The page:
The mad rush to integrate wireless technology into every aspect of our lives is racing ahead, fueled by a powerful and relentless telecommunications industry. Speculators hoping to cash in on the boom, and political leaders (and consumers) are woefully unaware of emerging science linking wireless exposure to negative health effects. But the voices of caution are beginning to make themselves heard, and it may be just in time.
Our guest a few weeks ago on our Green Street radio show, Deborah Kopald, was eloquent in her description of the problems inherent in wireless technology, and what may be in store for us in the future unless we act quickly. Among other things, she alerted us to the actions of the FCC, which is supporting the dismantling of the current national wired infrastructure. This action will result in the eventual but unavoidable adoption of wireless technology for virtually all communications.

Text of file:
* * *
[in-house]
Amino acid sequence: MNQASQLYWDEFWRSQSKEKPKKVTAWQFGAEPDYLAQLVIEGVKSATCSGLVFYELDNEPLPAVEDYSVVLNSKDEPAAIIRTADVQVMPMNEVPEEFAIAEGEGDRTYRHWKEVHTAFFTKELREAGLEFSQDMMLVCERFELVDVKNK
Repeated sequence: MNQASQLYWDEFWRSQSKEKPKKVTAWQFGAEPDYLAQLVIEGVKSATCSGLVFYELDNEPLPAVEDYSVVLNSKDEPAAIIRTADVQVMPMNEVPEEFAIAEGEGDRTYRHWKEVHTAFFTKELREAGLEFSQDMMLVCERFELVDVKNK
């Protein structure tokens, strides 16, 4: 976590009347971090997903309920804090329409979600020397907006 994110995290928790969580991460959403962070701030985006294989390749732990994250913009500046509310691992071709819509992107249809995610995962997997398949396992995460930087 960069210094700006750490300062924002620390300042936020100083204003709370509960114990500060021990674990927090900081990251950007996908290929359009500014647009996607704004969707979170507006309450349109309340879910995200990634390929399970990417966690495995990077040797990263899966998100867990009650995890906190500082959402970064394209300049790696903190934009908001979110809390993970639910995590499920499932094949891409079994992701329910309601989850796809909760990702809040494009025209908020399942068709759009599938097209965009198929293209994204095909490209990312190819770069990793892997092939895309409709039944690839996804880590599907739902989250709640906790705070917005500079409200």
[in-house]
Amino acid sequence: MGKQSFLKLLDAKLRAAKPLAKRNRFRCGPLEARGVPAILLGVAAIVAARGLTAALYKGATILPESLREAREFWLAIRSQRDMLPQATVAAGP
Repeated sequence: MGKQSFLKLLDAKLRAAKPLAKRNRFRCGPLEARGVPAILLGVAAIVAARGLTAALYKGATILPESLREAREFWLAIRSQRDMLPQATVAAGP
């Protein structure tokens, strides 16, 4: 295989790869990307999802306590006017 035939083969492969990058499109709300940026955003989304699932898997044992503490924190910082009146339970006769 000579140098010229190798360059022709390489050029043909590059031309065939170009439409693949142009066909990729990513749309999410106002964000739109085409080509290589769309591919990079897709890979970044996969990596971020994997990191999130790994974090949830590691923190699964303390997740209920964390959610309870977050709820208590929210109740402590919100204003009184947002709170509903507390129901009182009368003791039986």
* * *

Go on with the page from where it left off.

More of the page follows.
While the opponents of wireless don't yet have enough research to conclusively prove the link between chronic low-level exposure to non-ionizing radiation and cancer and other health effects, there is mounting evidence pointing in that direction. As a result, other countries (where governments may be less prone to industry pressure) are acting to protect their citizens by limiting the use of wireless technologies, and in some cases, removing existing wireless installations.
At the very least, we need to protect our most vulnerable populations - children and pregnant women - from needless exposure to wireless radiation. Schools should be "wireless-free" zones, and women who are expecting should learn to un-plug wireless tranmitters at home when not in use, especially wireless baby monitors.
It's frustrating that the burden of protecting the health of the citizens in this country is being borne increasingly by individuals and non-profits, instead of the government which has both the resources and the responsibility.